Soon we shall be invited to enter once again into the events of Holy Week. We look again at the heart of our faith; challenge ourselves again with the telling of Christ’s last week of preaching and teaching, healing and debating, remind ourselves again of his last words, his last actions, his last agony.
Why do we do it? It isn’t cosy and comforting like Christmas, it doesn’t attract large numbers to church it doesn’t cause an outbreak of tree cutting and bauble hanging, it doesn’t induce us to eat too much and spend too much. Why do we do it? Quite simply because it is the purest expression of our faith that we have.
Our faith was born, not out of a book, or even a collection of teachings, but out of an extraordinary set of events experienced and witnessed by a group of Palestinian Jews two millenia ago. Such was the power of those events and what they have meant that they have inspired and challenged many millions of people over the years since.
We can rad about those days we call holy in the Bible, we can think we know what they were and what they meant but faith isn’t something that only feeds the mind. If it doesn’t also feed the heart and soul then it is nothing but an intellectual exercise, just a piece of history to be debated.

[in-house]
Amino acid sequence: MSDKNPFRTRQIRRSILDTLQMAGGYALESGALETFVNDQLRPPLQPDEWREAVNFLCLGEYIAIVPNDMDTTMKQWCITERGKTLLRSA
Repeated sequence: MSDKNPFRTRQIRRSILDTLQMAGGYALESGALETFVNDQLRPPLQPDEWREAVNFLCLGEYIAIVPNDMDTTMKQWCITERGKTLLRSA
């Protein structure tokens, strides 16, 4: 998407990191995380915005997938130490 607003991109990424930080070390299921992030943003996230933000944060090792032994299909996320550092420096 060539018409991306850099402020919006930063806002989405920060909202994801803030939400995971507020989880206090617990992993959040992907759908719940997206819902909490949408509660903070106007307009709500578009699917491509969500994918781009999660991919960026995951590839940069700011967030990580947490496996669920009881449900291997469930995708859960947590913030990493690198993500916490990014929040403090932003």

By holding our palm crosses on Palm Sunday, sharing the Last Supper on Maundy Thursday, watching with the dying Jesus on his cross on Good Friday and finally hailing the risen Lord on Easter Sunday we can give ourselves an opportunity to feel what our faith is about. To understand with our hearts not just our heads why Jesus did what he did and said what he said, why the disciples reacted as they did. In our imaginations we follow in their footsteps, and so seek to follow them in their unbreakable confidence in the life made new on Easter morning.
People often mistake faith as something that is to be believed. In my opinion, it is first and foremost something to be lived, practised, experienced. At the heart of what it means to be a Christian has to be Christ’s journey to the Cross and his resurrection.
William Prescott, Rector.